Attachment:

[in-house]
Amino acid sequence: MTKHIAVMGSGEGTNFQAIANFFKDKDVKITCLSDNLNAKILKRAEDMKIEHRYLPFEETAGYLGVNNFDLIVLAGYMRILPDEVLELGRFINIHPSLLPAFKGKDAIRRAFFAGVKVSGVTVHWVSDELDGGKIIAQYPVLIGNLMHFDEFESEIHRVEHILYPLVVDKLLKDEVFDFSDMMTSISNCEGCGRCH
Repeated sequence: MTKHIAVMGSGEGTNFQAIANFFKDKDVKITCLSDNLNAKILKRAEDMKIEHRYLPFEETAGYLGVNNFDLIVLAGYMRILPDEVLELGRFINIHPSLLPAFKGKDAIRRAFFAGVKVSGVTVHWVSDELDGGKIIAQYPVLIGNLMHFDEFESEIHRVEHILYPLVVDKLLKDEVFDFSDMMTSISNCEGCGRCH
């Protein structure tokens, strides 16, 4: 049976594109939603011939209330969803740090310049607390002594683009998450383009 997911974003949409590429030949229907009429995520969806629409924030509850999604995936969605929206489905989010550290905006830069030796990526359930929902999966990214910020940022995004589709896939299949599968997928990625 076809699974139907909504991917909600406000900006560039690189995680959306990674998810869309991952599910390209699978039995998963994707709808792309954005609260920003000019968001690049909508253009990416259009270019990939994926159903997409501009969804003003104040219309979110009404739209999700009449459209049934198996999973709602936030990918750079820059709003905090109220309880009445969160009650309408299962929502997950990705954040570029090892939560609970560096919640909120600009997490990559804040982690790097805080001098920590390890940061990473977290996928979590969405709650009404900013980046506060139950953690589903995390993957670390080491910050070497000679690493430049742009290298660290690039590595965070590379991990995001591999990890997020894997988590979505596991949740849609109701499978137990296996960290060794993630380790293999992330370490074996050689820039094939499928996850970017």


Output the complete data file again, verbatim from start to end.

[in-house]
Amino acid sequence: MTKHIAVMGSGEGTNFQAIANFFKDKDVKITCLSDNLNAKILKRAEDMKIEHRYLPFEETAGYLGVNNFDLIVLAGYMRILPDEVLELGRFINIHPSLLPAFKGKDAIRRAFFAGVKVSGVTVHWVSDELDGGKIIAQYPVLIGNLMHFDEFESEIHRVEHILYPLVVDKLLKDEVFDFSDMMTSISNCEGCGRCH
Repeated sequence: MTKHIAVMGSGEGTNFQAIANFFKDKDVKITCLSDNLNAKILKRAEDMKIEHRYLPFEETAGYLGVNNFDLIVLAGYMRILPDEVLELGRFINIHPSLLPAFKGKDAIRRAFFAGVKVSGVTVHWVSDELDGGKIIAQYPVLIGNLMHFDEFESEIHRVEHILYPLVVDKLLKDEVFDFSDMMTSISNCEGCGRCH
């Protein structure tokens, strides 16, 4: 049976594109939603011939209330969803740090310049607390002594683009998450383009 997911974003949409590429030949229907009429995520969806629409924030509850999604995936969605929206489905989010550290905006830069030796990526359930929902999966990214910020940022995004589709896939299949599968997928990625 076809699974139907909504991917909600406000900006560039690189995680959306990674998810869309991952599910390209699978039995998963994707709808792309954005609260920003000019968001690049909508253009990416259009270019990939994926159903997409501009969804003003104040219309979110009404739209999700009449459209049934198996999973709602936030990918750079820059709003905090109220309880009445969160009650309408299962929502997950990705954040570029090892939560609970560096919640909120600009997490990559804040982690790097805080001098920590390890940061990473977290996928979590969405709650009404900013980046506060139950953690589903995390993957670390080491910050070497000679690493430049742009290298660290690039590595965070590379991990995001591999990890997020894997988590979505596991949740849609109701499978137990296996960290060794993630380790293999992330370490074996050689820039094939499928996850970017």